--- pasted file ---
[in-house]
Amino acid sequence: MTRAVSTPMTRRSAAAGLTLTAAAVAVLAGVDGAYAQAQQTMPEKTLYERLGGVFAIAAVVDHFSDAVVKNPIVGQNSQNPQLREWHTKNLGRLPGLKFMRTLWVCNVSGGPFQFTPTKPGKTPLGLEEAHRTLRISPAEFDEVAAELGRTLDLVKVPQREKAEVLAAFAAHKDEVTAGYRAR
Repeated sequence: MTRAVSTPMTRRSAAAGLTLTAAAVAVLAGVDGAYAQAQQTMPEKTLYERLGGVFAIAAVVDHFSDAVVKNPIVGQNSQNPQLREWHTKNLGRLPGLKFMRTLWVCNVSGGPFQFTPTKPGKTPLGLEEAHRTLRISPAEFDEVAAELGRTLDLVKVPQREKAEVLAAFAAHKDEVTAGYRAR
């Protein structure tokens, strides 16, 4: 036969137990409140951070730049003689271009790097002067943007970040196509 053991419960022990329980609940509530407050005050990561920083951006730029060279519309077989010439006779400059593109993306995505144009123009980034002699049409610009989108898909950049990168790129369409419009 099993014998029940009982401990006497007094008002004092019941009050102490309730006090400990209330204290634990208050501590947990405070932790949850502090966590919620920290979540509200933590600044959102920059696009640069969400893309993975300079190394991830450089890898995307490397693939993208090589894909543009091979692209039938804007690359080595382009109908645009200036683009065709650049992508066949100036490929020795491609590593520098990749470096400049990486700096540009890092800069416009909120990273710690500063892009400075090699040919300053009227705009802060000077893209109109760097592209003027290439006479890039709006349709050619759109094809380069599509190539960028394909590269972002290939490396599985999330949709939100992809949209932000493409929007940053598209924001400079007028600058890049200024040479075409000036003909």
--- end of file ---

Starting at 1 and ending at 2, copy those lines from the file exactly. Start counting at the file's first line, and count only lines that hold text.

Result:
[in-house]
Amino acid sequence: MTRAVSTPMTRRSAAAGLTLTAAAVAVLAGVDGAYAQAQQTMPEKTLYERLGGVFAIAAVVDHFSDAVVKNPIVGQNSQNPQLREWHTKNLGRLPGLKFMRTLWVCNVSGGPFQFTPTKPGKTPLGLEEAHRTLRISPAEFDEVAAELGRTLDLVKVPQREKAEVLAAFAAHKDEVTAGYRAR